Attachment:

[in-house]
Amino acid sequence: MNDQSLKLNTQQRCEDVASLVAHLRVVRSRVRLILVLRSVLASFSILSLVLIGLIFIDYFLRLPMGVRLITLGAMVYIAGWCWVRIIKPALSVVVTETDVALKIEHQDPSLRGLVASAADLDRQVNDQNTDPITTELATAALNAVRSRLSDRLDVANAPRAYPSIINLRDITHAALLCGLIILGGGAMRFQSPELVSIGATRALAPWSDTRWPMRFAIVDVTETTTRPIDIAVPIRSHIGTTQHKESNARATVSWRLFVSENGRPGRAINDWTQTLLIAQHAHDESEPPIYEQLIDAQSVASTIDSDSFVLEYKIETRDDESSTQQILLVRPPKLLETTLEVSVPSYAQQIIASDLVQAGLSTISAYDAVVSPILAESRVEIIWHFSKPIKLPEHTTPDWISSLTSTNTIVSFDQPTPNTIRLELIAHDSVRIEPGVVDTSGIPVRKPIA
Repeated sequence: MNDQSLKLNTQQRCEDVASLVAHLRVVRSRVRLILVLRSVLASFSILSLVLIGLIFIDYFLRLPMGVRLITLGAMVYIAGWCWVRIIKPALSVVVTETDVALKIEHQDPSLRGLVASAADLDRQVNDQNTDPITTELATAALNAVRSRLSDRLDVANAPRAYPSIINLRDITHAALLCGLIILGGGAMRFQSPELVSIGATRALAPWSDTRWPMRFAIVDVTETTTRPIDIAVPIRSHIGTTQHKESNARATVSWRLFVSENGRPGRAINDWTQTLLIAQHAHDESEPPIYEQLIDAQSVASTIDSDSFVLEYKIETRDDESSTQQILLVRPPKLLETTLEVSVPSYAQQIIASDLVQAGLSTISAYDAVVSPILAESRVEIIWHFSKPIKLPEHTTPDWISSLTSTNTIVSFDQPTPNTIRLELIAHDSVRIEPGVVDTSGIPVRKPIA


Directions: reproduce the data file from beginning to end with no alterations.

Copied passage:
[in-house]
Amino acid sequence: MNDQSLKLNTQQRCEDVASLVAHLRVVRSRVRLILVLRSVLASFSILSLVLIGLIFIDYFLRLPMGVRLITLGAMVYIAGWCWVRIIKPALSVVVTETDVALKIEHQDPSLRGLVASAADLDRQVNDQNTDPITTELATAALNAVRSRLSDRLDVANAPRAYPSIINLRDITHAALLCGLIILGGGAMRFQSPELVSIGATRALAPWSDTRWPMRFAIVDVTETTTRPIDIAVPIRSHIGTTQHKESNARATVSWRLFVSENGRPGRAINDWTQTLLIAQHAHDESEPPIYEQLIDAQSVASTIDSDSFVLEYKIETRDDESSTQQILLVRPPKLLETTLEVSVPSYAQQIIASDLVQAGLSTISAYDAVVSPILAESRVEIIWHFSKPIKLPEHTTPDWISSLTSTNTIVSFDQPTPNTIRLELIAHDSVRIEPGVVDTSGIPVRKPIA
Repeated sequence: MNDQSLKLNTQQRCEDVASLVAHLRVVRSRVRLILVLRSVLASFSILSLVLIGLIFIDYFLRLPMGVRLITLGAMVYIAGWCWVRIIKPALSVVVTETDVALKIEHQDPSLRGLVASAADLDRQVNDQNTDPITTELATAALNAVRSRLSDRLDVANAPRAYPSIINLRDITHAALLCGLIILGGGAMRFQSPELVSIGATRALAPWSDTRWPMRFAIVDVTETTTRPIDIAVPIRSHIGTTQHKESNARATVSWRLFVSENGRPGRAINDWTQTLLIAQHAHDESEPPIYEQLIDAQSVASTIDSDSFVLEYKIETRDDESSTQQILLVRPPKLLETTLEVSVPSYAQQIIASDLVQAGLSTISAYDAVVSPILAESRVEIIWHFSKPIKLPEHTTPDWISSLTSTNTIVSFDQPTPNTIRLELIAHDSVRIEPGVVDTSGIPVRKPIA